Expand access to HIV drug


About 69,000 children born to HIV-positive mothers risk getting infected due to a shortage of some antiretroviral drugs (ARVs). PHOTO | FILE | NATION MEDIA GROUP

The planned launch of a first generic paediatric version of a key anti-retroviral for children living with HIV in Kenya and several other nations in Africa is good news.

Aid agencies said the first batch of the strawberry-flavoured tablet would be available for babies in Benin, Kenya, Malawi, Nigeria, Uganda and Zimbabwe in the first-half of 2021 and at a much cheaper cost than the current dosage.

The estimated cost for combination therapy will now be some $120 (Sh13,280.40) for a child’s annual treatment, against $480 (Sh53,121.60) currently. This follows a pricing deal between global health agency, UNITAID, the Clinton Health Access Initiative and the generic drugmakers Viatris and Macleods for the dispersible paediatric formulation of dolutegravir.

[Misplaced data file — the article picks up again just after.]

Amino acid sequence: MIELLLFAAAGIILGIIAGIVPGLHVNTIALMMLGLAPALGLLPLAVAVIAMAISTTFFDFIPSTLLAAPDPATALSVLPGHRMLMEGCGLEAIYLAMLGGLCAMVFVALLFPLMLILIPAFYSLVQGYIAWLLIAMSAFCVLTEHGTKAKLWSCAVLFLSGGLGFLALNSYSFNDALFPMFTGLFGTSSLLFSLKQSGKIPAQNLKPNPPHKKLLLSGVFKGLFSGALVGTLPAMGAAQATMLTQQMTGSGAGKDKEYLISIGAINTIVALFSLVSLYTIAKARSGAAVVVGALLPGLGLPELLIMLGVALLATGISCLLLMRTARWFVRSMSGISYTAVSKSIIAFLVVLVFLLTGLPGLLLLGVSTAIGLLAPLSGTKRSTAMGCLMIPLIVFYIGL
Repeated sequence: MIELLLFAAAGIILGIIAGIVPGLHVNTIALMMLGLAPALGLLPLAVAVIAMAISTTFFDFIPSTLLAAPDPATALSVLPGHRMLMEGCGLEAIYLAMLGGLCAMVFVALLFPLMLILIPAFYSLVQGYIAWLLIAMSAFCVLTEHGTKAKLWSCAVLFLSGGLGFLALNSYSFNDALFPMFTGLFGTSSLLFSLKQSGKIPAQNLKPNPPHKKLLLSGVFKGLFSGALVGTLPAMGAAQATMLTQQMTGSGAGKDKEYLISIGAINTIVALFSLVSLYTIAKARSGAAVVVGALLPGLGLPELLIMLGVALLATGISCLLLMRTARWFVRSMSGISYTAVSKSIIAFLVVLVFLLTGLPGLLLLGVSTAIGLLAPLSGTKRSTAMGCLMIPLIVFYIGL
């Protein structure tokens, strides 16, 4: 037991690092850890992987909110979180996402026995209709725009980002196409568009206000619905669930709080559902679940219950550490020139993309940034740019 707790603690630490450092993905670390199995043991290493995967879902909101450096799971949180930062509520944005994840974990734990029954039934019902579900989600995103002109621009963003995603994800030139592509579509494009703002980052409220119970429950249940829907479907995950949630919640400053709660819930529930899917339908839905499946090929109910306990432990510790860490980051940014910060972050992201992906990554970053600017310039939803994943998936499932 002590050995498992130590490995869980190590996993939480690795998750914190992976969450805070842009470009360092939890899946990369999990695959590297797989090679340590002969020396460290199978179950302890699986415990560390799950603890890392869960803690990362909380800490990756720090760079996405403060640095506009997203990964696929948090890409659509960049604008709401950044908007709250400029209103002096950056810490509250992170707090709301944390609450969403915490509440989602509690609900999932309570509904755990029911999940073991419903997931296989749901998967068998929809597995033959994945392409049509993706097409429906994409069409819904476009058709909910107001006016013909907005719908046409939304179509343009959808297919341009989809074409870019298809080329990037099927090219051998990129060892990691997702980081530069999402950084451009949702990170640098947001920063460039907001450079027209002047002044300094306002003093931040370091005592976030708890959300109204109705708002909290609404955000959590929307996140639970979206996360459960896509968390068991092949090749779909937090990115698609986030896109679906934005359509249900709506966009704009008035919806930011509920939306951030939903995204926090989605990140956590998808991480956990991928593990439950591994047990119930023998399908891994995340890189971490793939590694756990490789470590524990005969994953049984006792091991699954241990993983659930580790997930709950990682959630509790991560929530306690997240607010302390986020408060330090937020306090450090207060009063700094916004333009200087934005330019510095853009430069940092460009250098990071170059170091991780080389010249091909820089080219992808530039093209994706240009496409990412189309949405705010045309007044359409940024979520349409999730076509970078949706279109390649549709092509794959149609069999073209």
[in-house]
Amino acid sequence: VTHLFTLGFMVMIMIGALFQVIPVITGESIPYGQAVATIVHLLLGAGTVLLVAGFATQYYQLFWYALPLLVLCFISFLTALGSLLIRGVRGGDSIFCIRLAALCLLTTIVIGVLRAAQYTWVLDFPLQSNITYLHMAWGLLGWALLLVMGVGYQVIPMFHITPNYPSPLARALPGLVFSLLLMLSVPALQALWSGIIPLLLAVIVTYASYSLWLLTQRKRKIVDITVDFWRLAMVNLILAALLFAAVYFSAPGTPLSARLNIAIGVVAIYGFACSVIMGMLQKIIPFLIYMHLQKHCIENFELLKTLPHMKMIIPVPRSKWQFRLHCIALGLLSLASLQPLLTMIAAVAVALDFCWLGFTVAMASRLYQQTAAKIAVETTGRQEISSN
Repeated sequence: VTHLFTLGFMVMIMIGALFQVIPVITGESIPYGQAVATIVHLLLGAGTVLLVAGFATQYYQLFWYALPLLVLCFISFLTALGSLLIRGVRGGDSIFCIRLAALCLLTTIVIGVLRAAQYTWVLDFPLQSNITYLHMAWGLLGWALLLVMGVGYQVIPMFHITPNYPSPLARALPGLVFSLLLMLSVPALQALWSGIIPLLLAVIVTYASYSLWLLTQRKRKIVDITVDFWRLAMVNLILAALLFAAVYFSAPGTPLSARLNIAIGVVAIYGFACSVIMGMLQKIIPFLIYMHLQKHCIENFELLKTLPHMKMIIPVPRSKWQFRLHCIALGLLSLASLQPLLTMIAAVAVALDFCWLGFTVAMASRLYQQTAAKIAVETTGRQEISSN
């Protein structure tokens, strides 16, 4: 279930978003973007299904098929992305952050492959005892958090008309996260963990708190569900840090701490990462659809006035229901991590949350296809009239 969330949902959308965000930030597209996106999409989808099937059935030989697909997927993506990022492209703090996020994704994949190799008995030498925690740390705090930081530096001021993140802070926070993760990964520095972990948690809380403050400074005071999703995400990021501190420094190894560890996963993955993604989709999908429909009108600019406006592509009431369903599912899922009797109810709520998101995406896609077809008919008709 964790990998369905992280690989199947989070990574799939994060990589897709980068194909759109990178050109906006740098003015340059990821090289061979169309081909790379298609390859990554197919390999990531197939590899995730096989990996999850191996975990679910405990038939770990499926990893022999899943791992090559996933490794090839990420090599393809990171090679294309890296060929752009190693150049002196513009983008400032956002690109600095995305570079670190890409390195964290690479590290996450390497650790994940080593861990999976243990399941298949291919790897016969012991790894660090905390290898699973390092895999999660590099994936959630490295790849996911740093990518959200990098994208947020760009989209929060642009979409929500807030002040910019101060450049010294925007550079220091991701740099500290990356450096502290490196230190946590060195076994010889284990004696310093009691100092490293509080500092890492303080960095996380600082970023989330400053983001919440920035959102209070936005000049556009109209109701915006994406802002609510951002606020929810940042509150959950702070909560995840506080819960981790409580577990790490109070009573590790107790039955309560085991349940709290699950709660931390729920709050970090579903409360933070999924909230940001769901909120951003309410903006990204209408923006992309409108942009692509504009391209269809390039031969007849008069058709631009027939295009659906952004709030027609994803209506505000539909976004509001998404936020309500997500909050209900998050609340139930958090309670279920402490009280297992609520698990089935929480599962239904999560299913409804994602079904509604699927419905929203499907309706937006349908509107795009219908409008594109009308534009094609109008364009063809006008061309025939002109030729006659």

This is no doubt a game-changer for poorer countries where millions of children have for decades either died or suffered deep anguish because their parents and guardians could not afford treatment. The current line of anti-retrovirals has also not favoured children because it is often hard to administer.

The launch of tablets palatable to children is therefore a win for millions of households in Africa. Governments in the recipient countries should ensure that the drug reaches as many deserving cases as possible.